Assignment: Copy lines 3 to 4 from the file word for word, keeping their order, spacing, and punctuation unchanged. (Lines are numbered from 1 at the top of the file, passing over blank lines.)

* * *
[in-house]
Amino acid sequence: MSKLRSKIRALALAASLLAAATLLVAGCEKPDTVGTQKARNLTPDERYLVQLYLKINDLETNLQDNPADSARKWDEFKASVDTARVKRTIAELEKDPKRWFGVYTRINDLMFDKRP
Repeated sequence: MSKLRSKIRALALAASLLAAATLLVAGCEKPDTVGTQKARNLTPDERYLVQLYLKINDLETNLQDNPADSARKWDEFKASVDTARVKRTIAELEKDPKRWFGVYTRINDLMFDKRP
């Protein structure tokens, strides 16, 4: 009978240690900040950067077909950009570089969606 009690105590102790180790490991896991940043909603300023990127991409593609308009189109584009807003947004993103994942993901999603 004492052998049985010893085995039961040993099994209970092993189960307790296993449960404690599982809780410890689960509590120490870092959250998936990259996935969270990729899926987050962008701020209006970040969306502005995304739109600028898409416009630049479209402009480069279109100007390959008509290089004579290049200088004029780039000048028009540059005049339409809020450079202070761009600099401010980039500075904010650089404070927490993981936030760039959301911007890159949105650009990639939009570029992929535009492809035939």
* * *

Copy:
Repeated sequence: MSKLRSKIRALALAASLLAAATLLVAGCEKPDTVGTQKARNLTPDERYLVQLYLKINDLETNLQDNPADSARKWDEFKASVDTARVKRTIAELEKDPKRWFGVYTRINDLMFDKRP
């Protein structure tokens, strides 16, 4: 009978240690900040950067077909950009570089969606 009690105590102790180790490991896991940043909603300023990127991409593609308009189109584009807003947004993103994942993901999603 004492052998049985010893085995039961040993099994209970092993189960307790296993449960404690599982809780410890689960509590120490870092959250998936990259996935969270990729899926987050962008701020209006970040969306502005995304739109600028898409416009630049479209402009480069279109100007390959008509290089004579290049200088004029780039000048028009540059005049339409809020450079202070761009600099401010980039500075904010650089404070927490993981936030760039959301911007890159949105650009990639939009570029992929535009492809035939």